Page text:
The image at left comes from a postcard by Raphael Tuck and Sons, published around 1908, and features the British armoured cruiser H. M. S. Aboukir. She was launched in 1900 by Fairfields of Govan, Scotland and, on completion two years later, had a short career in the Mediterranean before being withdrawn from service and laid up in reserve in 1912. The rapid development of warships at the time had made her, and the rest of the “Cressy” class to which she belonged, practically obsolete.
She was recommisioned on the outbreak of war in August 1914 and sent on patrol with the 7th Cruiser Squadron to guard the eastern approaches to the English Channel. On the morning of 22nd September, she was torpedoed by the German submarine U-9 and when Cressy and Hogue closed to rescue survivors, they were dispatched in the same way. Three cruisers and over 1400 men were lost in less than an hour. You can find the crew list here. Writer Antoine Vanner gives a thorough description of the disaster on his blog.
This image by artist, Norman Wilkinson, was printed in ‘Earl Kitchener and the Great War’ (1916). Captions in the book claim “one of the sailors described the last moment as follows: “The captain sings out an order just like on any ordinary occasion, ‘If any man wishes to leave the side of the ship he can do so, every man for himself,’ then we gave a cheer and in we went.”
“The horrors of modern warfare are illustrated by the notice issued after this disaster by the British Admiralty, which reads in part, ‘no act of humanity, whether to friend or foe, should lead to neglect of the proper precautions and dispositions of war, and no measure[s] can be taken to save life which prejudice the military situation.'”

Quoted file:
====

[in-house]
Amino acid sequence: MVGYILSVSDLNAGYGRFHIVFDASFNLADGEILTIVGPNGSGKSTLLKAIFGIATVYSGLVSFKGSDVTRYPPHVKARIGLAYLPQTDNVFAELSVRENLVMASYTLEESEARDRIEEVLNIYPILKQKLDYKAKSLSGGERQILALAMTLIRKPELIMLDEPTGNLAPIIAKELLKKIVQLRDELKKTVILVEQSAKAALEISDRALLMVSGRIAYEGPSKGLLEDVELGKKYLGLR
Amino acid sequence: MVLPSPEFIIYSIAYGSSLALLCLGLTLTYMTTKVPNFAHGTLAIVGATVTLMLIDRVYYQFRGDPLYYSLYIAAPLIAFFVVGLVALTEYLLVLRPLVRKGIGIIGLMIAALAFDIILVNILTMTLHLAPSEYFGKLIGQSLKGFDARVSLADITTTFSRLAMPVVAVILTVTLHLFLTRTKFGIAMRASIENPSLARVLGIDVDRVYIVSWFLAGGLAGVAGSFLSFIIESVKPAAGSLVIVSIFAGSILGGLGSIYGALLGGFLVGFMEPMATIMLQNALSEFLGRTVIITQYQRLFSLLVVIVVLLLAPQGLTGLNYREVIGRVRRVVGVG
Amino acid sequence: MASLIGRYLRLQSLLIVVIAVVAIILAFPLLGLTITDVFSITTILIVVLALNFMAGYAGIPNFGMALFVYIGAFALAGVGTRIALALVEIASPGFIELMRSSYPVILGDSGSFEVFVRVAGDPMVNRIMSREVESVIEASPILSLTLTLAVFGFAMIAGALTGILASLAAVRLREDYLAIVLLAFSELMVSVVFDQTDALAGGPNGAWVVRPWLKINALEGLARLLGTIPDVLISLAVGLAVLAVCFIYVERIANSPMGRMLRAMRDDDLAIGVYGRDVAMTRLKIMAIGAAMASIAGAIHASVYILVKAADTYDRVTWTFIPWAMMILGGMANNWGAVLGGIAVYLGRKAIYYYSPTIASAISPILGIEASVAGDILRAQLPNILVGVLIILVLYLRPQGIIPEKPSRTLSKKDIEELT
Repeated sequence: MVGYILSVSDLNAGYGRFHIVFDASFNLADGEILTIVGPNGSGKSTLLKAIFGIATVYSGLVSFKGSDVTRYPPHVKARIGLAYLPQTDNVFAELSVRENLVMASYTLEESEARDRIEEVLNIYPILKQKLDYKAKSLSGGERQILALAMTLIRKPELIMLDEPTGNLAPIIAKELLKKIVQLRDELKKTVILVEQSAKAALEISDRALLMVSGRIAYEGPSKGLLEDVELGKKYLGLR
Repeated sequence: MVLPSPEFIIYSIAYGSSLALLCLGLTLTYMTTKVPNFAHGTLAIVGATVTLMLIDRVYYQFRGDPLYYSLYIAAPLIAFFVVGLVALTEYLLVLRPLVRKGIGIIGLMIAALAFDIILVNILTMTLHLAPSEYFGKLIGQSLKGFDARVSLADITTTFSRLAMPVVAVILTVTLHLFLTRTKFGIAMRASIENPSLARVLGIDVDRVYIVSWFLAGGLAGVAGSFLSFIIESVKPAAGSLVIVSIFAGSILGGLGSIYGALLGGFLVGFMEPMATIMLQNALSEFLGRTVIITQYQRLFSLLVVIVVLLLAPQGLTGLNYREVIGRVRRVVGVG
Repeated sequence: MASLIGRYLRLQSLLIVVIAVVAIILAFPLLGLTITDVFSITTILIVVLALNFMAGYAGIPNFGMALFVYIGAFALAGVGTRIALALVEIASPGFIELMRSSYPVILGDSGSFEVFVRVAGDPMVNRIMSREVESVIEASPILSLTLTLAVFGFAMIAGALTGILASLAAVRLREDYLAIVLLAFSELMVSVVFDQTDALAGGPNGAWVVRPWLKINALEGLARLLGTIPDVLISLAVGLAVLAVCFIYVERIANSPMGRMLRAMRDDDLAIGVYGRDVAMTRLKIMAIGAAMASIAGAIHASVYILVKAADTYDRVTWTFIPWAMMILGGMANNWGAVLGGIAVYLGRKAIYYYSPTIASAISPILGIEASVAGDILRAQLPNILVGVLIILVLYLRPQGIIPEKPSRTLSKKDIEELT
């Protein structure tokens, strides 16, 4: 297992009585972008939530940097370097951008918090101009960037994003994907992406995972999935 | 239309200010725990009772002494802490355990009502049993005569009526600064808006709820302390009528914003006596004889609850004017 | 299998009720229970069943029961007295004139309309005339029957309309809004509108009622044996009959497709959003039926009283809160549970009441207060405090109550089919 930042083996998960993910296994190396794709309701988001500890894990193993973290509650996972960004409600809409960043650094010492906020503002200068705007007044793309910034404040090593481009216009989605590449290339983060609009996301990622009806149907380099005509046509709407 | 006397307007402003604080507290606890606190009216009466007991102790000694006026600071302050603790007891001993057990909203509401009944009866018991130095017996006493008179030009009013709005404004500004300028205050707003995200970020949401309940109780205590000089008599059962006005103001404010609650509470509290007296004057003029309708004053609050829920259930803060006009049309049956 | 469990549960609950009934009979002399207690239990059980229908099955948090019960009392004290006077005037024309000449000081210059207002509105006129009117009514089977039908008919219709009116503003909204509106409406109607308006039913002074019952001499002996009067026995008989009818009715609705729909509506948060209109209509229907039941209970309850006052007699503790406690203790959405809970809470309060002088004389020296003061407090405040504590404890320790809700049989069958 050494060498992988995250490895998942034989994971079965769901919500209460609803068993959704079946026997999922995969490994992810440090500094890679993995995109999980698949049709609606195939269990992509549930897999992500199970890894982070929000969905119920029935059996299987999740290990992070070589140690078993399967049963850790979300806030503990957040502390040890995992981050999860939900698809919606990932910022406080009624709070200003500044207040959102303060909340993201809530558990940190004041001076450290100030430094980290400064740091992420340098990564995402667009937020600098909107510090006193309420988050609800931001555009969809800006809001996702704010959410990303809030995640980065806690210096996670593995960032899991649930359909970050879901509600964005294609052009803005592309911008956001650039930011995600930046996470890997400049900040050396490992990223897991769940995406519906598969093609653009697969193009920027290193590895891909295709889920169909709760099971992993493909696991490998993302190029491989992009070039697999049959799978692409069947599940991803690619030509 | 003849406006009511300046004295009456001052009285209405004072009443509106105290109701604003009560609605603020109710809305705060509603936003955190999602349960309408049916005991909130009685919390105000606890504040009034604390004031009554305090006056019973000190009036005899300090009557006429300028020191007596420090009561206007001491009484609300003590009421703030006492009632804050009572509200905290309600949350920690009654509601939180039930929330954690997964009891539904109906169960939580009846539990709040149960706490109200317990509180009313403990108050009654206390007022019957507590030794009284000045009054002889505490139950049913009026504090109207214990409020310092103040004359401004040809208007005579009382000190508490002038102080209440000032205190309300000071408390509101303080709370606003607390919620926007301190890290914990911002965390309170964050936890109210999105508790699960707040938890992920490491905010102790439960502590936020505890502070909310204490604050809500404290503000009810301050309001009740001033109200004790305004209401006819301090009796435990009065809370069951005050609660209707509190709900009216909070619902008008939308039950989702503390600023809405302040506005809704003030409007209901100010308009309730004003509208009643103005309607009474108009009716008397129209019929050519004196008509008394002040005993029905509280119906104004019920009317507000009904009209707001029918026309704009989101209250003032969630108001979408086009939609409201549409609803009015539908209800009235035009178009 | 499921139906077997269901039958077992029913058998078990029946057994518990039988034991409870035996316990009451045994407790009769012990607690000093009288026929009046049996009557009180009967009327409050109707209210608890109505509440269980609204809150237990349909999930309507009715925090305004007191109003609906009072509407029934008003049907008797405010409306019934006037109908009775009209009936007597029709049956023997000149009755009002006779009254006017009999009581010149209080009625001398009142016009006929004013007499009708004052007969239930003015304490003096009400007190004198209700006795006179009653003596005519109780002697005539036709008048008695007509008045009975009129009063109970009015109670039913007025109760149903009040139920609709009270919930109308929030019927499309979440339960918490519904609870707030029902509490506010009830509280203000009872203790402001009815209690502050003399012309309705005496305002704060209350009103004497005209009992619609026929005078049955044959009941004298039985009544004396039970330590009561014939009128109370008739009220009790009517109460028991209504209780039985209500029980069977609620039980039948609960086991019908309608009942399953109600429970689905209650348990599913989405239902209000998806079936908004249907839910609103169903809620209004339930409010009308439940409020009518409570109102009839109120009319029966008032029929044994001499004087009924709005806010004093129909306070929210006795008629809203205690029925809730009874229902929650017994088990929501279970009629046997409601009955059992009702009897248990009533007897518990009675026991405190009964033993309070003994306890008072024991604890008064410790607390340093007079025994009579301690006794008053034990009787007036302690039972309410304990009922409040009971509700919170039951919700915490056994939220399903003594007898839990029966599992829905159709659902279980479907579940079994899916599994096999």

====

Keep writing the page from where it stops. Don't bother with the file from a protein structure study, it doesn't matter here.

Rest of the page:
Translated into plain language – in the event of this situation being repeated, commanders must put their own ships’ safety first and leave men in the water to their fate.
The folks over at Historic England featured 7 unusual war memorials in a blog post last week. My favourite was the Tree Cathedral in Bedfordshire. But they didn’t have a memorial that moved.
This is the Ab class locomotive “Passchendaele”, built in the Addington Railway Workshops, Christchurch, for New Zealand Railways in 1915. It was plain old Ab 608 then of course because the battle didn’t happen until two years later.
New Zealand locomotives didn’t usually have individual names but, in 1925, it was decided to rename the engine in honour of railway workers who fought and died in the Great War.
Time, and the change to a diesel-powered fleet, put an end to Passchendaele’s service in 1967 but, because of her role as a war memorial, she was saved from the scrap yard. Many years later, the dedicated volunteers at Steam Incorporated accepted the challenge to restore the old loco to full working order – a feat they achieved in time for WWI commemorations. You can find more details of Passchendaele’s history and restoration here.
The Belgian village of Watou, on the border with France, lay behind Allied lines during the Great War (WWI) and escaped destruction.
One soldier was able to send this postcard from there while he was being rested from the front. It is marked “On active service” and was sent from Field Post Office D. 49 to a Miss M. W. “Dalzell” in Dunedin, New Zealand.
Many thanks for letter. All continues to go well. Much rain lately. Have spelt your name wrong as usual! Pardonnez!! Best wishes to all for 1916. May its early days see Britannia gloriously triumphant and the war a thing of the past.
Am still very well.
Best Rgds, A. J.
The message is dated 3rd November 1915. A. J. would have to wait another three years and eight days before his wish came true. We have to wonder if he lived to see it.
Yesterday marked the 100th anniversary of a three-month nightmare called Passchendaele that left over half a million men from both sides of the wire dead, wounded or missing.